Qatar Airways and Airbus are heading for what is described as an exceptionally rare London court clash in the aviation industry in June 2023.
Qatar Airways is ready to see its legal battle with Airbus unravel in trial over flawed surfaces of A350 wide-body jets, the carrier announced. The national airline said it felt it necessary to issue a detailed statement due to the “inaccurate information and statements that continue to be issued by Airbus.”
The Gulf carrier is suing the European plane manufacturer in a UK court for $1 billion in damages upon grounding more than 20 of its flawed A350s. Qatar Airways says the damages raise safety concerns, which Airbus and European regulators deny and insist damages do not pose a hazardous risk.
As of now, the Gulf carrier has appeared ‘broadly isolated’ in the battle as other carriers persist to fly the jets, Reuters said. Qatar Airways, however, has won some public encouragement from international airlines entity, the International Air Transport Association, as well as rival airline Emirates.
A UK judge on 26 May rejected requests by Qatar Airways for a series of injunctions, paving way for a full trial over the A350 surface complications and a separate but related dispute a decision by Airbus to revoke a contract for smaller jets.
Last week while supporting the airline’s call for a fast trial, the UK Judge David Waksman stated: “I am in absolutely no doubt that this case should be tried as soon as is practically possible.”
He did deny Qatar Airways’ request to split the trial into two parts in order for Airbus to carry out a more in-depth technical investigation, which the planemaker claims it has already done.
A statement released by the Gulf carrier said: “Judge Waksman in a hearing at the High Court has exposed for all in the aviation sector to see, the fiction of the Airbus narrative that the condition affecting the Airbus A350s is a simple ‘cosmetic’ paint issue. In his ruling, based on evidence provided by Airbus, Mr Justice Waksman set out his findings that there is no simple fix to the problem.”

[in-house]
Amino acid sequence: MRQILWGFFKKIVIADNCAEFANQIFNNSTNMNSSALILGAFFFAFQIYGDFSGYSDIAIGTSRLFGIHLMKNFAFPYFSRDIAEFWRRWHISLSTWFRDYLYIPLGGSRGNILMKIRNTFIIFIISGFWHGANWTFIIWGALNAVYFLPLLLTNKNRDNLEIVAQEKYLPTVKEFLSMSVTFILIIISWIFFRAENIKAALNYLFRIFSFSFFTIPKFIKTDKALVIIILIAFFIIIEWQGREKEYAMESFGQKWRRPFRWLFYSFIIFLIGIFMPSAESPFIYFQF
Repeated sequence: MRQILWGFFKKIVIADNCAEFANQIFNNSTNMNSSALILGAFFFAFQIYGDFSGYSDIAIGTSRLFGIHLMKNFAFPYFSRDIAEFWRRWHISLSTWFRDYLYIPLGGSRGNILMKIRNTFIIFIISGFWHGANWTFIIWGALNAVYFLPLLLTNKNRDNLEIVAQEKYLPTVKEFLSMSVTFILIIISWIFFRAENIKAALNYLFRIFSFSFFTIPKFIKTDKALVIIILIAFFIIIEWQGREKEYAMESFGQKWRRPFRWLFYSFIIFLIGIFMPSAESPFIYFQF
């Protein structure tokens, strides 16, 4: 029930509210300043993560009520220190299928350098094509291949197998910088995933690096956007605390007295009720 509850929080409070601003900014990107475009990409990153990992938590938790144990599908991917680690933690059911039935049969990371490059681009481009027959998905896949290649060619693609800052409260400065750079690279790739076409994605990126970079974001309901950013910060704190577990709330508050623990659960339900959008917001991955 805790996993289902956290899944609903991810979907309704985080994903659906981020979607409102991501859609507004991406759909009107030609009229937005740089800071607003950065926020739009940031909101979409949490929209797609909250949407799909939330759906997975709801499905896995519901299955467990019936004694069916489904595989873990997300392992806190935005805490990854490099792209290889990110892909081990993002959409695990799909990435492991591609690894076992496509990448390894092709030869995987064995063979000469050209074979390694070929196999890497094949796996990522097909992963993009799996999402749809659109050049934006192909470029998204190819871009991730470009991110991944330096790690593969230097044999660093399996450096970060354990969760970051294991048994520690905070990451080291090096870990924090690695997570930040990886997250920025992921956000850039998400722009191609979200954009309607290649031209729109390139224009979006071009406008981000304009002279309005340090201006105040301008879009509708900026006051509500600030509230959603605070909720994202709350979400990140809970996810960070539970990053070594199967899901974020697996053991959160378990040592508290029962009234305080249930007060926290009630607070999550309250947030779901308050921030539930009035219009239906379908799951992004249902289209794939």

The airline further said that the written version of the judge’s ruling presented some arguments that it intends to make in the main trial.
While the legal battle continues, the British judge also rejected ordering Airbus to stop formally trying to deliver more A350s to Qatar Airways, or to abstain from reselling undelivered aircraft.
Based on the procedural judgement, the European planemaker is allowed to try and enforce payment obligations as more planes are manufactured. It could also try to sell A350s that the Gulf carrier has refused to carriers like Air India, Reuters said.
In short, Judge Waksman noted that the issue that originally arose in one plane in late 2020 could potentially affect all A350s due to the choice of materials.
Airbus is aware that such problems usually affect carbon composite aircrafts but argues it is not a safety concern. Qatar Airways maintains it cannot ensure for certain whether it is a safety problem until Airbus provides a more thorough explanation.
“Qatar Airways is ready to see this matter through to trial to ensure that its rights are protected and that Airbus is required to address an unprecedented and extremely unique and concerning defect impacting the A350 aircraft type, across the industry and multiple carriers,” the carrier said in the statement.
Airbus dismissed what it defined as a misreading of last week’s ruling, saying: “Airbus is surprised by Qatar’s complete mischaracterisation of the UK High Court ruling which rejected all of Qatar’s requests for injunctions,” as reported by Reuters.
“Airbus continues to favour engagement and an amicable solution to resolve the dispute,” the planemaker added.
Qatar Airways Chief Executive Officer Akbar Al Baker said: “I just hope that this dispute could be resolved outside the courts of law.”
Qatar Airways on A321 case defeat
Regarding the A321 jets, Qatar Airways expressed in the statement that it “is extremely concerned about the precedent that Airbus is setting in the market to wrongfully terminate a launch customer aircraft order as they no longer wish to abide by the terms which they committed to and are legally obligated to, having entered into such arrangements freely.”
In late April, Qatar Airways lost a legal battle against Airbus over the A321neo jets, which meant that the plane manufacturer is now able to cancel the carrier’s order for its A321neo single-aisle jets.